“Airlines aren’t known for their IT prowess,” says Pascal Buchner, chief information officer of the International Air Transport Body (IATA), the world’s airline trade association. This may be attested to by anyone who has had their bags lost or a vacation delayed. On the other hand, airlines are betting that by investing more in technology, they will be able to correct the problem. Mr. Buchner says, “We now know that data is the primary source of performance for airlines.”

From predictive maintenance, luggage handling, and cargo tracking to staff management and customer loyalty programs, data – and how all this information is processed – has swiftly become one of the most important aspects in determining how well an airline runs. Mr. Demael claims that the amount of data shared across the sector has “exploded” in recent years. Even if travelers aren’t aware of it, data plays an important part in making a journey operate well, from exchanging travel papers to tracking baggage traffic between airports.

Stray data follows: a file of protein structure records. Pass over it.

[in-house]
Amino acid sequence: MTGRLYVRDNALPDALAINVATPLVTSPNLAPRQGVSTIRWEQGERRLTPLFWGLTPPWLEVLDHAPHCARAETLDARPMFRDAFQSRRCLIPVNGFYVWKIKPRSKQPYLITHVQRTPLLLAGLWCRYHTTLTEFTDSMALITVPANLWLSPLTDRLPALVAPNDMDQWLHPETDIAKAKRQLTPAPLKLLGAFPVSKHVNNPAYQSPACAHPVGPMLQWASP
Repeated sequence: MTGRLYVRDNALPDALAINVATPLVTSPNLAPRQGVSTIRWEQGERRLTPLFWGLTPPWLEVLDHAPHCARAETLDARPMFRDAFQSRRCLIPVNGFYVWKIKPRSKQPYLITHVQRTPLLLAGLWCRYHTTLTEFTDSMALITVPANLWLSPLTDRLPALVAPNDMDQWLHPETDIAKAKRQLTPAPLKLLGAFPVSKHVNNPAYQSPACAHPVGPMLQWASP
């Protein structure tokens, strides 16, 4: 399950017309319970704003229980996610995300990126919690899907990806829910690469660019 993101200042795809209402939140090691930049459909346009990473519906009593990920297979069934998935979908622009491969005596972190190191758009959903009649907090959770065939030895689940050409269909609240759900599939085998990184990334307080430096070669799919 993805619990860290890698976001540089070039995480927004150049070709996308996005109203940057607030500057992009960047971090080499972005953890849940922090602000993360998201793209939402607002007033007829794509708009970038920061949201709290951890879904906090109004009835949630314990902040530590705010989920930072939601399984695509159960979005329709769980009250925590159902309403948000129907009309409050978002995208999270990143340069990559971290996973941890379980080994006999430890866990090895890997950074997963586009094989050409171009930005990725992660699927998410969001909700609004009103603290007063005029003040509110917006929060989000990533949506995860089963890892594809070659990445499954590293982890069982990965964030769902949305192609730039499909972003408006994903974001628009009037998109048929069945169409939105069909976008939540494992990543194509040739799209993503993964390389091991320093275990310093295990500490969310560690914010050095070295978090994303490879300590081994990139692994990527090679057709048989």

The pandemic has wreaked problems in the global aviation industry. The International Air Transport Association (IATA) expects that the industry will rebound to 2019 levels in 2022, the same year that it is expected to break even or profit. Massive amounts of data will be acquired as a result of the recovery.